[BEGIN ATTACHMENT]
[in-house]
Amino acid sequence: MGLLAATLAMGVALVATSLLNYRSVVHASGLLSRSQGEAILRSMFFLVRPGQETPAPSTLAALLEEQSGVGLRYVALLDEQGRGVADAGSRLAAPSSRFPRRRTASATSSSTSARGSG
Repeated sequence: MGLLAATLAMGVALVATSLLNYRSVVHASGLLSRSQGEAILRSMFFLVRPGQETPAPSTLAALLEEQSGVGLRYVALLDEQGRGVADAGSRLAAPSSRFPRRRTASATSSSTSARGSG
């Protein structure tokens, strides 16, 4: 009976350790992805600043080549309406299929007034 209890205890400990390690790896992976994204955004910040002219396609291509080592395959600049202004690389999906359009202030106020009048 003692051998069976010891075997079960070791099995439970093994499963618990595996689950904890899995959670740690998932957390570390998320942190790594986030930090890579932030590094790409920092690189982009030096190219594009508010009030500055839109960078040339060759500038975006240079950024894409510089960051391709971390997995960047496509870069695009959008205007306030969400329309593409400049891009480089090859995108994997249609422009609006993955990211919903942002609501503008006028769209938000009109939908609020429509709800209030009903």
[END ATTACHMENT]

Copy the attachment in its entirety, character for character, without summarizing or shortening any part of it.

[in-house]
Amino acid sequence: MGLLAATLAMGVALVATSLLNYRSVVHASGLLSRSQGEAILRSMFFLVRPGQETPAPSTLAALLEEQSGVGLRYVALLDEQGRGVADAGSRLAAPSSRFPRRRTASATSSSTSARGSG
Repeated sequence: MGLLAATLAMGVALVATSLLNYRSVVHASGLLSRSQGEAILRSMFFLVRPGQETPAPSTLAALLEEQSGVGLRYVALLDEQGRGVADAGSRLAAPSSRFPRRRTASATSSSTSARGSG
């Protein structure tokens, strides 16, 4: 009976350790992805600043080549309406299929007034 209890205890400990390690790896992976994204955004910040002219396609291509080592395959600049202004690389999906359009202030106020009048 003692051998069976010891075997079960070791099995439970093994499963618990595996689950904890899995959670740690998932957390570390998320942190790594986030930090890579932030590094790409920092690189982009030096190219594009508010009030500055839109960078040339060759500038975006240079950024894409510089960051391709971390997995960047496509870069695009959008205007306030969400329309593409400049891009480089090859995108994997249609422009609006993955990211919903942002609501503008006028769209938000009109939908609020429509709800209030009903």